Gardening books of this kind are often (a) less than entertaining to read; (b) impractical; or (c) in favor of making your yard look like a junkyard. I took this one along on an extremely boring business trip and the attendant flight delays and enjoyed it thoroughly. It covers both ornamental edibles and complimentary pure ornamentals; talks about practical issues like where to find hardscape materials at a bargain and why choosing regionally suitable plants is important; and the illustrations (even when built by one of the 3 garden owners featured) don't generally look like a pile of rubbish with plants growing over them, as these DIY-focused books so often do. I was a little disappointed that the author spent a lot of photo space on 3 favored gardens since all 3 gardeners live in the southwest/California area; I would have preferred something more relatable to my area. The principles were good though and I am definitely hanging onto this for reference. The chapter that covered ornamental edibles was great, and included plants suitable to all parts of the country. For future issues or an author's blog (if she has one), it would be great to cross-reference plants by the various categories she provides, such as season, type of edible, soil- and sun requirements and so on, but that's a want, not a need. This is a helpful, informative, easy-to-follow and entertaining book.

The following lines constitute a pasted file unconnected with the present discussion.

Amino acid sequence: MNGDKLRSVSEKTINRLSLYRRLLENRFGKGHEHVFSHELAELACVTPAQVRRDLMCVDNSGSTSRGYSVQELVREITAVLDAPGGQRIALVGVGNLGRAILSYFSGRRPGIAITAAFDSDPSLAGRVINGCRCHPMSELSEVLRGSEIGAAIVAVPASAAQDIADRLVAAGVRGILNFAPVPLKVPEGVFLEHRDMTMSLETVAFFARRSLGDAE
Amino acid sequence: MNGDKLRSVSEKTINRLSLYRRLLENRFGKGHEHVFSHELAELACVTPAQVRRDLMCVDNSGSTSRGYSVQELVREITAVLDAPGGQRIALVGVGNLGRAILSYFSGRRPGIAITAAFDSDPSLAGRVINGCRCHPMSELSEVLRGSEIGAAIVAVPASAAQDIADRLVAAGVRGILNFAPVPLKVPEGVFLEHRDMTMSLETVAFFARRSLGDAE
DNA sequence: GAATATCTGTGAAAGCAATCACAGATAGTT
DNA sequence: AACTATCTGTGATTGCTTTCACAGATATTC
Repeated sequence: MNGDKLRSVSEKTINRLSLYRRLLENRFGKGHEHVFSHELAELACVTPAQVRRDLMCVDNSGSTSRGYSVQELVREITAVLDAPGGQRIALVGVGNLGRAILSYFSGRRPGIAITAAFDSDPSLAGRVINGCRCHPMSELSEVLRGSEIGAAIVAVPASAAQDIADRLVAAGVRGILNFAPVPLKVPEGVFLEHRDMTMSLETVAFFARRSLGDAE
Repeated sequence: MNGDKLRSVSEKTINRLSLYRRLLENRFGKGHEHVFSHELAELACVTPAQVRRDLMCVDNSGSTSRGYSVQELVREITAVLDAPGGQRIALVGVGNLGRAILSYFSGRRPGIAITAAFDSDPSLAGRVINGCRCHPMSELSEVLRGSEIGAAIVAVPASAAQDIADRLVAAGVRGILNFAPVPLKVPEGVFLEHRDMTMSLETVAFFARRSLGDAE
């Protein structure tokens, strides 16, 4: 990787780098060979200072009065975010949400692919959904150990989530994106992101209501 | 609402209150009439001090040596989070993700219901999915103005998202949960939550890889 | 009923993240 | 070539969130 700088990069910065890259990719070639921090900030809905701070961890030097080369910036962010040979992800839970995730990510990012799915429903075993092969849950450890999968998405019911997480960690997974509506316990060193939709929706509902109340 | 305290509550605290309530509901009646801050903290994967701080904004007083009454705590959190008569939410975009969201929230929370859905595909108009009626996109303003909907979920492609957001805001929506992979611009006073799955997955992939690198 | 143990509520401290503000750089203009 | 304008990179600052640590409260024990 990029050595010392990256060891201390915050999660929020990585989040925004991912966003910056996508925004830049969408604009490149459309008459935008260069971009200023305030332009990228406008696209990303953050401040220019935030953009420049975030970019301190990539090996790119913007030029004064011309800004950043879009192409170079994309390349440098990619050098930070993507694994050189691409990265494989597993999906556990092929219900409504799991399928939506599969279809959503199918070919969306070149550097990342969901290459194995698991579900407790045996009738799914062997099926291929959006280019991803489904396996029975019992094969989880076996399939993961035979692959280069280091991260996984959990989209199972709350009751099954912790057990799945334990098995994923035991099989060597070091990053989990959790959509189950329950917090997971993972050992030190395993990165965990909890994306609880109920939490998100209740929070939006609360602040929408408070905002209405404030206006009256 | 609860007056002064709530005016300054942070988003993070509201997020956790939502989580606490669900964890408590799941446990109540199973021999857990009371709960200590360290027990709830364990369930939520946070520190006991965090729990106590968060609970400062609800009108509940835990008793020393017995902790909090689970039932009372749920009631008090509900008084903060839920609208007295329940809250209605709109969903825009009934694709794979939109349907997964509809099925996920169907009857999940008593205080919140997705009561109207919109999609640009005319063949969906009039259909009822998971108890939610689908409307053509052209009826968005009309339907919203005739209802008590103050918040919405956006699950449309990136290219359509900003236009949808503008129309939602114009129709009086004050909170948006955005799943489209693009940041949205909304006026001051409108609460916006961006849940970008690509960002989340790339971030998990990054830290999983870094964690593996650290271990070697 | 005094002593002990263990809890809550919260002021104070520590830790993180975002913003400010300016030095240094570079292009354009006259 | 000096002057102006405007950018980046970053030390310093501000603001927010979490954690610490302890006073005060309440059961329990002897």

I was disappointed in the content of this book, as was hoping for more practical design ideas/suggestions. Book was more about discussion of why removal of non edible landscape is desireable. I know that or wouldn't be interested in ripping it all out & replacing all with edible landscaping! LOL! Was just hoping for more concrete ideas on the design of an edible garden. In all fairness however, I was a professional landscaper so this book may be of use to the novice who is not familiar with plants & trees, etc...

This is a visually pleasing book with lots of VERY close up pictures of ornamental veggies in beds. However, there is little practical advice. It will make a nice coffee table book. Descriptions of plants were very vague. There was little to no effort to discuss plantings in areas other than Southern California. Too much of the book was occupied by plant descriptions that are non-edible. There was also little discussion of best varieties of each vegetable for aesthetic and culinary use.